‘People are scared’: the fight against a deadly virus no one has heard of

Guardian Australia, Tue 24 Apr 2018 

An Aboriginal woman – we’ll call her B – is sitting in a dry creek bed outside her community and telling the world “this is a very bad disease. But we have to talk in a way not to shame people. Not telling them straight out. Telling them gently and quietly.”

B is talking about a sickness that has killed her family member and is a potential tragedy facing Aboriginal communities in central Australia, who have the world’s highest rates of a fatal, human immune virus for which there is no current cure, no treatment and no coordinated public health response.

Human T-lymphotropic virus type 1 (HTLV-1) is transmitted through sexual contact, blood transfusion and from mother to child by breastfeeding. It can cause a rapidly fatal form of leukaemia. Some people die within weeks of diagnosis. HTLV-1 also causes inflammation of the spinal cord leading to paralysis, severe lung disease known as bronchiectasis and other inflammatory disease.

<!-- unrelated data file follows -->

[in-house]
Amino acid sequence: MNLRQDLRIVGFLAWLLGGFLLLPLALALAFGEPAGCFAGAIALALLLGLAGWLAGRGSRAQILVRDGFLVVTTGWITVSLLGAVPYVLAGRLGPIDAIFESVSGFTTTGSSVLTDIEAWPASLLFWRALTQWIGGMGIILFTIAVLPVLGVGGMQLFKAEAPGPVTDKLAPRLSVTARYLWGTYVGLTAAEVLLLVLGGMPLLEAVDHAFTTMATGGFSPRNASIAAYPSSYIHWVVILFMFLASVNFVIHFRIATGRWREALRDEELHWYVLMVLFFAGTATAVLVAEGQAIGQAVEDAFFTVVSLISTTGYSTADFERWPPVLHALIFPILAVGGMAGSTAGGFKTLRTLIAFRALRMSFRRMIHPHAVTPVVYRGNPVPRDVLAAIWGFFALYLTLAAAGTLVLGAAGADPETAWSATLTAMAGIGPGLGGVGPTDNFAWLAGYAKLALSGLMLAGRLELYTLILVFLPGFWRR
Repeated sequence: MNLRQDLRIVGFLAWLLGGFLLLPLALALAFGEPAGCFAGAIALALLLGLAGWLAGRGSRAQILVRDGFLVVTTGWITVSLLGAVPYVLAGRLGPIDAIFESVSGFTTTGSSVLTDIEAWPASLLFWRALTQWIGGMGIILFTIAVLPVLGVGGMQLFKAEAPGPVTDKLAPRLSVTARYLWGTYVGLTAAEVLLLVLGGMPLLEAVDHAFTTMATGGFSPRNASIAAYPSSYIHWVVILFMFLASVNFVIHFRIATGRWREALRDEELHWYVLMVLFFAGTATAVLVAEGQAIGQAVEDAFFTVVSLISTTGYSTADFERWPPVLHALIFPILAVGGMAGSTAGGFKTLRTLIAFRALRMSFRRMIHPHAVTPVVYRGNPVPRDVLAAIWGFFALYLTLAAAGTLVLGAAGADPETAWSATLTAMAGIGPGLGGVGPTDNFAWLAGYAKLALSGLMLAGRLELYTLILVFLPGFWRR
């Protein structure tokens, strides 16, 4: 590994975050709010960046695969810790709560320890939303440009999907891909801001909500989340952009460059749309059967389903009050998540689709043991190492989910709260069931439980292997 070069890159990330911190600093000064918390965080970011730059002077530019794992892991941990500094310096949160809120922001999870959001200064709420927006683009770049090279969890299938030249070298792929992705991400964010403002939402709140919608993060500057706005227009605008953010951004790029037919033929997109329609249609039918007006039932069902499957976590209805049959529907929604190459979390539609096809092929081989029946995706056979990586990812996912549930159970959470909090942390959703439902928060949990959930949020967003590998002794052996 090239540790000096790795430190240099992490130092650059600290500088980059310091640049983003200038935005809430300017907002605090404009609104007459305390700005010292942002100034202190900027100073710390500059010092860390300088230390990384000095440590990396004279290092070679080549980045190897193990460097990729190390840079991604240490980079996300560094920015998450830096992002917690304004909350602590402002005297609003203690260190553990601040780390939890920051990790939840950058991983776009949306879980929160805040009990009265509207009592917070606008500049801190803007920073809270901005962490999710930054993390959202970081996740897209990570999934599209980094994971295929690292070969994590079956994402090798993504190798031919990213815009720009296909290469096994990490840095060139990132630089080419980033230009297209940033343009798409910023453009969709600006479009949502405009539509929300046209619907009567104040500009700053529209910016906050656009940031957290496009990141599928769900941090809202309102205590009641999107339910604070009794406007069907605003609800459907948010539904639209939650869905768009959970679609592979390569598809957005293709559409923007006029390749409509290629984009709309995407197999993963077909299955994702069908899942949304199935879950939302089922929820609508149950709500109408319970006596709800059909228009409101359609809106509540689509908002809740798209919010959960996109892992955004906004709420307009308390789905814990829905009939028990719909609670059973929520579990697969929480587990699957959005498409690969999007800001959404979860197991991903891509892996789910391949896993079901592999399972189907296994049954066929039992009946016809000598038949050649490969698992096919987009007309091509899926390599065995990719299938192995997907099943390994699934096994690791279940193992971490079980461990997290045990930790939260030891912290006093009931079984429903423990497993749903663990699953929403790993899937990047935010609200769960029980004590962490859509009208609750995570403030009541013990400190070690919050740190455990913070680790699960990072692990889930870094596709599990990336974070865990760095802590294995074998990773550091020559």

In five communities around Alice Springs, more than 45% of adults tested have the virus, a rate thousands of times higher than for non-Indigenous Australians.

How HIV Possibly Jumped From Monkey To Man

Asian Scientist, April 12, 2018

Scientists in Japan have discovered a protein that may have enabled the simian immunodeficiency virus (SIV) to be transmitted to humans. Their findings are published in Cell Host & Microbe. The human immunodeficiency virus (HIV) is believed to have evolved from a SIV that originated in chimpanzees.

Sex education worldwide is not relevant to students’ lives, says report

Guardian, 13 September 2016

Sex education in schools worldwide is so “out of touch” with pupils’ experiences that they find it irrelevant and switch off, research of young people in 10 countries (including Australia) shows.

Many students find lessons about sex and relationships negative, moralistic and too scientific to help them deal with the feelings and situations they are encountering, according to an analysis of young people’s views published in the journal BMJ Open.